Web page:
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The Perils of Pregnancy-Induced Hair Loss
by April Maguire
For men, hair loss is expected and rarely the topic of conversation. For women, on the other hand, the situation is decidedly different. Female hair loss is incredibly traumatic for sufferers, and it's not discussed nearly enough even though roughly 50% of women will experience it at some point on their lives. One of the most common causes for hair loss in women is pregnancy, and thanks to some much-publicized videos making their way around the Internet, people may finally be waking up to the fact that having a baby can be bad news for your hair.
No matter how full and luxurious your hair is, the underlying process that causes your hair to grow is probably more fragile than you realize. In fact, simple changes to the hormones in your body can cause a condition known as telogen effluvium, wherein your scalp begins to shed hairs without producing new ones. This condition results in thinning and eventually baldness, and it can happen for a variety of reasons.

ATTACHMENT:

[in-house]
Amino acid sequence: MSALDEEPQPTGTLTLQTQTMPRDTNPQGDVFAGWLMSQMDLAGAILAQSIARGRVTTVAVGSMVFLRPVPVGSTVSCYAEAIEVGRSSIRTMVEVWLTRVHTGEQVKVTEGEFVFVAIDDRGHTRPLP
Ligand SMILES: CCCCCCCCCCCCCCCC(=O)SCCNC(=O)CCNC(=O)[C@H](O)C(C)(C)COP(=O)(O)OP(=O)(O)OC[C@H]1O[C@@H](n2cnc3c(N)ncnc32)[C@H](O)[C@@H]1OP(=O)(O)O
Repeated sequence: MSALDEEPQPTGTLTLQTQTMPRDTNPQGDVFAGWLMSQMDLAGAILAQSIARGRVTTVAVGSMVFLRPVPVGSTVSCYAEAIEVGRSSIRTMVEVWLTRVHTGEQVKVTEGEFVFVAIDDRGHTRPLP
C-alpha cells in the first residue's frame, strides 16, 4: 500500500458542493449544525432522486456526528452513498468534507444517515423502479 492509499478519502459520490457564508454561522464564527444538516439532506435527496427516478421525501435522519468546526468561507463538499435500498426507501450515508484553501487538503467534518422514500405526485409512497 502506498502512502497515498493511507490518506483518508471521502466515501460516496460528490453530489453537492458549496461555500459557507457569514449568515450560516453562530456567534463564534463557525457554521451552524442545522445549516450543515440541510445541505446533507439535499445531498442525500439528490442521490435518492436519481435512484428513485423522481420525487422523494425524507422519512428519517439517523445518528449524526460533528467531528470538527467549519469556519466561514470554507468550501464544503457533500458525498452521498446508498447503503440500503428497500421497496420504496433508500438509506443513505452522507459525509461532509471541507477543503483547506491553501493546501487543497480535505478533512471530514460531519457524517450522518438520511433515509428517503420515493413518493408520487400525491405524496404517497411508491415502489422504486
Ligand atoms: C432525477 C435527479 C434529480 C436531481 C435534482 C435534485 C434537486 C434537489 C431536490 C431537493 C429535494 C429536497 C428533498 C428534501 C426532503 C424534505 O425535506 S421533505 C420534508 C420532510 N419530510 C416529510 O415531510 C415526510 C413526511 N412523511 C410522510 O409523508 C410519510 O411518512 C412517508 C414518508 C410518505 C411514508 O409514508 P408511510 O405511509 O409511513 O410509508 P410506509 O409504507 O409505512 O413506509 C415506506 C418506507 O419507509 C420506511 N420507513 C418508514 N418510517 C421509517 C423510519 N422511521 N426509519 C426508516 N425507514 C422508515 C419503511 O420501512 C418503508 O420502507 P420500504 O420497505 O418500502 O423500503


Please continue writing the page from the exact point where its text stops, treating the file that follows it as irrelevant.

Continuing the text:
For example, have you ever heard that stress can cause your hair to fall out? While day-to-day stress isn't likely to have any adverse effects on your lovely locks, severe stress events, such as the loss of a loved one, can upset your hormonal balance enough to cause hair loss. Similarly, certain medications or birth control options can also have a detrimental impact on your body's ability to produce new hairs.
Perhaps it shouldn't be surprising then that pregnancy can have a huge impact on your hair. While they're pregnant, many women actually experience excessive growth and thickness. That's because the hormones in their bodies is effectively on overdrive, allowing the scalp to produce new hairs faster than usual. Unfortunately, the opposite tends to happen after the baby is born, and postpartum hair loss is an incredibly common occurrence. According to some estimates, upwards of 40% to 50% of women can experience a noticeable amount of hair loss within months of giving birth.
But don't let the doom and gloom get you down, because there is good news. For most women, telogen effluvium – and postpartum hair loss specifically – isn't permanent. Once your hormones have a chance to recalibrate and stabilize, hair growth tends to return to normal. And for expectant or recent mothers that are worried about hair loss, your doctor can typically provide you with tips for how to regulate your hormones and keep hair shedding to a minimum.
If you or someone you know would like to learn more about hair loss and how to treat it, please feel free to schedule a consultation or contact one of our representatives today!